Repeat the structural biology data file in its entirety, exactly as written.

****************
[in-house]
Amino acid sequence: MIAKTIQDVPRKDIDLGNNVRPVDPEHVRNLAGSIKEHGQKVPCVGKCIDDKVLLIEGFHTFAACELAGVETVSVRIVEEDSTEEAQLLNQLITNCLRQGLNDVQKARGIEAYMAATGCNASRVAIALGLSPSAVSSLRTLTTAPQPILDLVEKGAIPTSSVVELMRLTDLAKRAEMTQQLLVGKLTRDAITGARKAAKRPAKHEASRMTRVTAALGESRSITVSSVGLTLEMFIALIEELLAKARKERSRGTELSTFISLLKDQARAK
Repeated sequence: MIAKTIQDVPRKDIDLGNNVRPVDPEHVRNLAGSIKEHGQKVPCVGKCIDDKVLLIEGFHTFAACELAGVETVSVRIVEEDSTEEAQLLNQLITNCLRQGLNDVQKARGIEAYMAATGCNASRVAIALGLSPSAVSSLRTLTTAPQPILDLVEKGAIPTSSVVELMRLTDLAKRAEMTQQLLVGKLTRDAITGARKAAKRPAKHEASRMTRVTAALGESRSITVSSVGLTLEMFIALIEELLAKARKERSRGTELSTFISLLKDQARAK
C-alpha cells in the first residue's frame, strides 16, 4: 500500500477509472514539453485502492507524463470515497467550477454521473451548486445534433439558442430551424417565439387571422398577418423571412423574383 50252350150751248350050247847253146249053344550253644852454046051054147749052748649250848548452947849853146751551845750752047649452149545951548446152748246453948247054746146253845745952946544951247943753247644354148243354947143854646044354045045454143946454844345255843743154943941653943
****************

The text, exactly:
[in-house]
Amino acid sequence: MIAKTIQDVPRKDIDLGNNVRPVDPEHVRNLAGSIKEHGQKVPCVGKCIDDKVLLIEGFHTFAACELAGVETVSVRIVEEDSTEEAQLLNQLITNCLRQGLNDVQKARGIEAYMAATGCNASRVAIALGLSPSAVSSLRTLTTAPQPILDLVEKGAIPTSSVVELMRLTDLAKRAEMTQQLLVGKLTRDAITGARKAAKRPAKHEASRMTRVTAALGESRSITVSSVGLTLEMFIALIEELLAKARKERSRGTELSTFISLLKDQARAK
Repeated sequence: MIAKTIQDVPRKDIDLGNNVRPVDPEHVRNLAGSIKEHGQKVPCVGKCIDDKVLLIEGFHTFAACELAGVETVSVRIVEEDSTEEAQLLNQLITNCLRQGLNDVQKARGIEAYMAATGCNASRVAIALGLSPSAVSSLRTLTTAPQPILDLVEKGAIPTSSVVELMRLTDLAKRAEMTQQLLVGKLTRDAITGARKAAKRPAKHEASRMTRVTAALGESRSITVSSVGLTLEMFIALIEELLAKARKERSRGTELSTFISLLKDQARAK
C-alpha cells in the first residue's frame, strides 16, 4: 500500500477509472514539453485502492507524463470515497467550477454521473451548486445534433439558442430551424417565439387571422398577418423571412423574383 50252350150751248350050247847253146249053344550253644852454046051054147749052748649250848548452947849853146751551845750752047649452149545951548446152748246453948247054746146253845745952946544951247943753247644354148243354947143854646044354045045454143946454844345255843743154943941653943